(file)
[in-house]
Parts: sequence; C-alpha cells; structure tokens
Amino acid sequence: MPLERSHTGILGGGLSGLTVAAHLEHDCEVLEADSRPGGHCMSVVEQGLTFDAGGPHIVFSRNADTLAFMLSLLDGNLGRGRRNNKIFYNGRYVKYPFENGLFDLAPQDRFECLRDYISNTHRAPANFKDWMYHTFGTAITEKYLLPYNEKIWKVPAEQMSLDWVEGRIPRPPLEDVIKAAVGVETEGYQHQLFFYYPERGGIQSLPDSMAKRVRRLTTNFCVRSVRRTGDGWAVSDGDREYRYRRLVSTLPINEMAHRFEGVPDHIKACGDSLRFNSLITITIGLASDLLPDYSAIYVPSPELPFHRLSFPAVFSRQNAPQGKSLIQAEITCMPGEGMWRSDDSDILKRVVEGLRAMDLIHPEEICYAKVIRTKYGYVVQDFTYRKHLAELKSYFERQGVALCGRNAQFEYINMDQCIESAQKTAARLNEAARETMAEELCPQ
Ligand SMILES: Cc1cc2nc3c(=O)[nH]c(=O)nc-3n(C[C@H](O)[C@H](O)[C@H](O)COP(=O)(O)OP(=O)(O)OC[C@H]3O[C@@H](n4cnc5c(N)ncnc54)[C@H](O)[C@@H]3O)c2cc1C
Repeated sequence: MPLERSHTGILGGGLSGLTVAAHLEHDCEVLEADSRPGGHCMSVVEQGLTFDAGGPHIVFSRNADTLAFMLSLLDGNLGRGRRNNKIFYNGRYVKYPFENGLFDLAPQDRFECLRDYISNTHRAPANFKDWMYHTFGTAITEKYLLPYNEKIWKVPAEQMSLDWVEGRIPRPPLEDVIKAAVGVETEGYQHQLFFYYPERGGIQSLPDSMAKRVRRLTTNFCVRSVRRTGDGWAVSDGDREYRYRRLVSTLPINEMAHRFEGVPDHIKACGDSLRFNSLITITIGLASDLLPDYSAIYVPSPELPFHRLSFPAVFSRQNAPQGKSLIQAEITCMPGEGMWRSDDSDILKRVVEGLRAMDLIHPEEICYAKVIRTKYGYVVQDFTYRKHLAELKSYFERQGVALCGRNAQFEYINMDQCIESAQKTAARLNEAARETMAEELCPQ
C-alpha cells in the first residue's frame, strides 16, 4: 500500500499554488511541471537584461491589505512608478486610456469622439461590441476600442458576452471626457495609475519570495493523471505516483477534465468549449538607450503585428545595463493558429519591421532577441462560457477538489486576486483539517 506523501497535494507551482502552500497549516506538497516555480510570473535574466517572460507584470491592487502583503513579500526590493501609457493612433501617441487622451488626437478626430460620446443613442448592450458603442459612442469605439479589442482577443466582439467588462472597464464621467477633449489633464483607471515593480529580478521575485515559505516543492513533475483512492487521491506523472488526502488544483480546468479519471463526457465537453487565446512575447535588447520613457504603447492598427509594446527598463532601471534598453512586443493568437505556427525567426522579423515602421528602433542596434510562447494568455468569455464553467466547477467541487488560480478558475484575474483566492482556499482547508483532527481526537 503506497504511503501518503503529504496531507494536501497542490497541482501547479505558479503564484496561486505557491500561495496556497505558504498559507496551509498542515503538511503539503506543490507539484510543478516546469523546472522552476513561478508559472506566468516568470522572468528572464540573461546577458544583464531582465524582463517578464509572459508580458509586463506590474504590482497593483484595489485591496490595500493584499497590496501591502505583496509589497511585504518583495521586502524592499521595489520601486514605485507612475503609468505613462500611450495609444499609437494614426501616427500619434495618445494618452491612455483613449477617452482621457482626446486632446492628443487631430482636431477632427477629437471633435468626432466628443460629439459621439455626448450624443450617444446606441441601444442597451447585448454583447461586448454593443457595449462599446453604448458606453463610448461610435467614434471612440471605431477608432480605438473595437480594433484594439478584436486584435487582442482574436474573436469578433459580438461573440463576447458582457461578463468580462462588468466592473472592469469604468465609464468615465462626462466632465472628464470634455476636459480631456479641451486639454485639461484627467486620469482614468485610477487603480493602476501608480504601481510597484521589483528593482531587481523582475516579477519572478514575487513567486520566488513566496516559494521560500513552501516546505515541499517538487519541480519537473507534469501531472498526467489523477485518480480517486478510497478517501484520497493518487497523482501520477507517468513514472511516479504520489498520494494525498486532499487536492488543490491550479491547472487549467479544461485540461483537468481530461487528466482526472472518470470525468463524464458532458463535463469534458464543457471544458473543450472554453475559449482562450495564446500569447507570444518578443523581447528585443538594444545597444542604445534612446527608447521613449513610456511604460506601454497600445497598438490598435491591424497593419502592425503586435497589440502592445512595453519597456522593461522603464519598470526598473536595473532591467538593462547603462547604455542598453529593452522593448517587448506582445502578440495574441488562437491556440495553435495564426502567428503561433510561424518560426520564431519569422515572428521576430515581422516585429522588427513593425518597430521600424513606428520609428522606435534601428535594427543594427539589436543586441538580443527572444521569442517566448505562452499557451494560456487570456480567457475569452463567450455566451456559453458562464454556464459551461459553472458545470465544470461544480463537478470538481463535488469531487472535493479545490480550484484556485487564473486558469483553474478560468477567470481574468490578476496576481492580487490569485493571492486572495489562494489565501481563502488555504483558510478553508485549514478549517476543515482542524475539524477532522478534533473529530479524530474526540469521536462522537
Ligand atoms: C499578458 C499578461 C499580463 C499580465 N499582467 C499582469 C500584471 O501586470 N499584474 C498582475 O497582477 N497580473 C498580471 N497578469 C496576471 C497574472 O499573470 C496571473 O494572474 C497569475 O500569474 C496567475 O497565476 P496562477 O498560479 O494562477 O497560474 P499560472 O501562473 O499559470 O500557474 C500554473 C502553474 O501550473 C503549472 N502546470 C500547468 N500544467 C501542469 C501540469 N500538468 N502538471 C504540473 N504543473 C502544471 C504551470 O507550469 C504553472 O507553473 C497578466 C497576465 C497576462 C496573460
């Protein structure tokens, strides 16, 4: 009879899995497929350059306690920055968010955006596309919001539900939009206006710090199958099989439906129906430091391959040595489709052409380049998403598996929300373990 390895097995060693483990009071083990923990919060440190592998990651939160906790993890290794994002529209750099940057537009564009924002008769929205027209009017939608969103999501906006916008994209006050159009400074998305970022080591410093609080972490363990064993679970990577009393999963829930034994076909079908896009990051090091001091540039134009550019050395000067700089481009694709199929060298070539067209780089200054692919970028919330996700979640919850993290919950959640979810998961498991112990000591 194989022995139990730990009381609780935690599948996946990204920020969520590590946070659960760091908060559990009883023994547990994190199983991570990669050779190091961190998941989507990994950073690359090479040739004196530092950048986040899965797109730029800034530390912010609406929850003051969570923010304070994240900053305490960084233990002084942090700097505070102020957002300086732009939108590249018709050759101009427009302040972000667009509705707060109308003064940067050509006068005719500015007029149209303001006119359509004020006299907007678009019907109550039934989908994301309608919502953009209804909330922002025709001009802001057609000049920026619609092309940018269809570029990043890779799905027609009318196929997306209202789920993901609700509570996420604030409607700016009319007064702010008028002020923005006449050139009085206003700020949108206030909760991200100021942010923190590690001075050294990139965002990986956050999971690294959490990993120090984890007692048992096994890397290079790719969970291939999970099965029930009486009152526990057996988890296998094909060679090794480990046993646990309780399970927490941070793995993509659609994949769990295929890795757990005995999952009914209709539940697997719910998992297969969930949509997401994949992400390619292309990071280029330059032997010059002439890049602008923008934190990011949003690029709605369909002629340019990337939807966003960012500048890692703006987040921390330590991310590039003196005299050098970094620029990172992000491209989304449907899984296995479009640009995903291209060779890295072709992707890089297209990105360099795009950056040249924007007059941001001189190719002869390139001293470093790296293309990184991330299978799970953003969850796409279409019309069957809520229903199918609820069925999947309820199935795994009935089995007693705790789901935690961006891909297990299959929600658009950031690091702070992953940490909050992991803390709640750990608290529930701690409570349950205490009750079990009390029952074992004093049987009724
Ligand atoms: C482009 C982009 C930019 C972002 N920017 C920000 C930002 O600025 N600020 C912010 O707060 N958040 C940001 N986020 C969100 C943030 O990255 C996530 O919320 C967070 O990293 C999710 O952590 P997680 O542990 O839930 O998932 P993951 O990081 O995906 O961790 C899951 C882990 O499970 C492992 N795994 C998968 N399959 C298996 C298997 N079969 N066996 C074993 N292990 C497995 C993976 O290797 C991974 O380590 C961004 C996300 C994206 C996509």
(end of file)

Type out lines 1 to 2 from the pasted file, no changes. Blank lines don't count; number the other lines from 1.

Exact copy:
[in-house]
Parts: sequence; C-alpha cells; structure tokens